Apollo 8 remains to this day the greatest, longest single step into the unknown that any human being has ever taken in recorded history. Previously, no manned U.S. space mission had flown far beyond the confines of the Earth's atmosphere. Gagarin and the early U.S. astronauts and Soviet cosmonauts had flown only a couple of hundred miles above the surface of the planet. The moon was 240,000 miles away. The flight was unprecedented. The message of inspiration and hope for the human race that the astronauts sent back from the depths of space was totally unexpected.
It was the most spectacular Bible reading in recorded history. The voice of astronaut Jim Lovell echoed across the black ocean of space from an unprecedented 200,000 miles away as he read the first chapter of Genesis that Christmas Eve, "In the beginning, God created the heavens and the Earth."
Lovell read from the Book of Genesis. Though it was Christmas Eve, he read from the beginning of the Old Testament, not the New. The message was not triumphal, arrogant or exclusionist in any way. It celebrated a due respect for Divine Providence and expressed humility at the moment of the most dazzling exploration and technological triumph in human history.
"For many of the people in the Apollo Program, Apollo 8 was the most magical flight of all, surpassing even the first landing of Apollo 11," historians Charles Murray and Catherine Bly Cox wrote in their classic history, "Apollo: The Race to the Moon."
The U.S. National Aeronautics and Space Administration did not seem to have taken Christmas and its symbolism into its dry, technical calculations when setting the date for the flight. All that mattered to NASA's engineers and managers was fulfilling the impossibly tight schedule that the martyred President John F. Kennedy had set them back in 1961 -- landing men on the moon and bringing them back safely to Earth before the end of the '60s -- and, of course, beating the Soviet Union in the race to the moon.
Yet Christmas and Christian symbolism had wrapped itself around the unprecedented flight long before the Saturn V booster lifted off from what was then Cape Kennedy in Florida. Time magazine compared the different stages of the space flight to the Stations of Cross. After the Service Propulsion System on the Apollo 8 capsule fired its crucial burn behind the moon to send Apollo 8 back on its long voyage home, Lovell dryly radioed Mission Control in Houston, "Please be informed, there is a Santa Claus."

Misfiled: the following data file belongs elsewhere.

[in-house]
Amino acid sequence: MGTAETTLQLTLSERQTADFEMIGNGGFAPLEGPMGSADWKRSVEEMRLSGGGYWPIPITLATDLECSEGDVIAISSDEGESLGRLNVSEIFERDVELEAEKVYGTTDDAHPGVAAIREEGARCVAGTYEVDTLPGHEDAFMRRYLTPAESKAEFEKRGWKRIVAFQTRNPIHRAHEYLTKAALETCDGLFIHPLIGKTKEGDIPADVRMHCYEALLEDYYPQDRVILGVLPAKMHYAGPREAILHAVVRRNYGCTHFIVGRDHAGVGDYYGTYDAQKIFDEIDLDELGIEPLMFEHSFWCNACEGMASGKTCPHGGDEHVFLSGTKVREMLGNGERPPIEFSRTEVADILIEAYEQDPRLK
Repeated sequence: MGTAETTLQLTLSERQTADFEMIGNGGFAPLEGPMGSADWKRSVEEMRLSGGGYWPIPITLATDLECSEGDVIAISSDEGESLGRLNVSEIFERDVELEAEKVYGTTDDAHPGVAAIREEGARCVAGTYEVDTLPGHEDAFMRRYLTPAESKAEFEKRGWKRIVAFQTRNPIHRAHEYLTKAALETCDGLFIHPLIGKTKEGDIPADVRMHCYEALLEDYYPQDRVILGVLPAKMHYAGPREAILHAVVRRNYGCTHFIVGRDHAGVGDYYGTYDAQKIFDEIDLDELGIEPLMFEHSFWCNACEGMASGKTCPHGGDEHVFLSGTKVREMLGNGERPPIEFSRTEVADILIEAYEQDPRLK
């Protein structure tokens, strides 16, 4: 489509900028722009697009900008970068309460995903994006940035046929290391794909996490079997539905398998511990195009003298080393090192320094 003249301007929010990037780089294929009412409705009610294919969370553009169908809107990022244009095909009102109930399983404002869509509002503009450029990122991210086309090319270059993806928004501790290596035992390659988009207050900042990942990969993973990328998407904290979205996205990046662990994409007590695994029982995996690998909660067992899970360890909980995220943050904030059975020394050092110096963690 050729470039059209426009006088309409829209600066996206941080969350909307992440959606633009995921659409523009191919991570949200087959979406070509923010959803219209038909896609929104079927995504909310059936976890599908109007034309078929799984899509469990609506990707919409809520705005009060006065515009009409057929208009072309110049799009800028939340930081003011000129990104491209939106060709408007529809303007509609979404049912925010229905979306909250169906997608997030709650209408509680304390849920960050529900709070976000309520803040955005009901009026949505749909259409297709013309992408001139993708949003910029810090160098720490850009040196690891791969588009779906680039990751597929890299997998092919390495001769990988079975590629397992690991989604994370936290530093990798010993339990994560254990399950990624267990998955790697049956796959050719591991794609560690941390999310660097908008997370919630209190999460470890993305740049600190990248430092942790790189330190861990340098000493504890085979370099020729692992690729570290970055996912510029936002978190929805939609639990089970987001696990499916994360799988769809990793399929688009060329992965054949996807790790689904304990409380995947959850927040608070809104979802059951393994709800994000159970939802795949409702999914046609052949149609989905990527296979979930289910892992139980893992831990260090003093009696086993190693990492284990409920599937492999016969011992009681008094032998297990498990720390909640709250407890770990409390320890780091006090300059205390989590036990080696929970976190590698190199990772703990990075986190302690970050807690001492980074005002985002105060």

What made Lovell's reading from the Book of Genesis even more special was the message of stability, inspiration and hope it sent to the American people and the wider world after one of the most terrifying and dispiriting years in the nation's history.
It had often seemed that the nation, the wealthiest and most powerful in the world, was being torn apart by race riots, violence on university campuses from coast to coast and rage over the continuing war in Vietnam.
The Vietnam War seemed to be getting worse than ever that year. The Viet Cong had been decimated in its own Tet offensive, but to Americans, including their leaders, this was not realized at the time. A mood of rage and despair unknown since the time of President Herbert Hoover 36 years before had swept the United States. Sen. Robert Kennedy, D-N.Y., and the Rev. Martin Luther King Jr. had both been assassinated within a few weeks of each other.
Coming at the end of such a year, Lovell's message, from the deepest reaches of space, carried the resonance of President Franklin Roosevelt's first inaugural address that the American people "had nothing to fear but fear itself" and Winston Churchill's fearless pledge in defiance of the Nazi conquerors of Europe in 1940 that Britain would never surrender.
Apollo 8's crew of Frank Borman, Lovell and Bill Anders went on to live long, prosperous lives. It might be said they lived blessed ones. Lovell was to know a lot more Divine Providence and mercy in space when he commanded Apollo 13, the spaceship that in 1970 survived a devastating explosion in flight. With the help of the outstanding scientists, engineers and technicians at Mission Control, he brought that ship and his two crewmates safely home, too.
Some 40 years on, the Christmas Eve message of the astronauts of Apollo 8 on their epic moon voyage still resonates for the human race.